Expand and challenge your personal values about artistic expression with this talk by author and cartoonist Lynda Barry. Widely credited with expanding the literary, thematic, and emotional range of American comics, Barry’s seminal comic strip, Ernie Pook’s Comeek, ran in alternative newspapers across North America for 30 years. Witty, wildly imaginative, and compassionate, Barry has authored 21 books, worked as a commentator for NPR, and had regular features in Esquire, Mother Jones, Mademoiselle, and Salon. She currently is assistant professor in Interdisciplinary Creativity at the University of Wisconsin-Madison, and prefaces her talk: “There is something common to everything we call the arts. What is it? It’s something I call ‘an image,’ something that feels alive and is contained and transported by something that is not alive—a book, or a song or a painting—anything we call an ‘art form.’ This ancient ‘it’ has been around at least as long as we have had hands, and the state of mind it brings about is not plain old ‘thinking.’ This talk is about of our innate creative ability to work with images and what the biological function of this thing we call ‘the arts’ may be. Please note: There will be swear words, party tricks, and jokes about balls."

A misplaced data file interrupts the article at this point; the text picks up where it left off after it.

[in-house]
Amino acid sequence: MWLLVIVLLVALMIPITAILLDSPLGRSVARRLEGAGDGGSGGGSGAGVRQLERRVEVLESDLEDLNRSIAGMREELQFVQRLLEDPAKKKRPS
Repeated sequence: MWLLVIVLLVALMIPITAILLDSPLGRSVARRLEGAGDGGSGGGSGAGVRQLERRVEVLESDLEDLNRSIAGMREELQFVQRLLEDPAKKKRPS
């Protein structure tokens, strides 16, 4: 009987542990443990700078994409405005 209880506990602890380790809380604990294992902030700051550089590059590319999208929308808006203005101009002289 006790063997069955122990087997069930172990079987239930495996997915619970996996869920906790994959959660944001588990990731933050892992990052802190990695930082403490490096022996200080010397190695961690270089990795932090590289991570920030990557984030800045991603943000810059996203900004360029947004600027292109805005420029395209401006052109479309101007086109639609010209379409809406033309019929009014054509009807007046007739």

Presented in partnership with the Department of English Visiting Writer Series
Adult themes and languages, not suitable for all audiences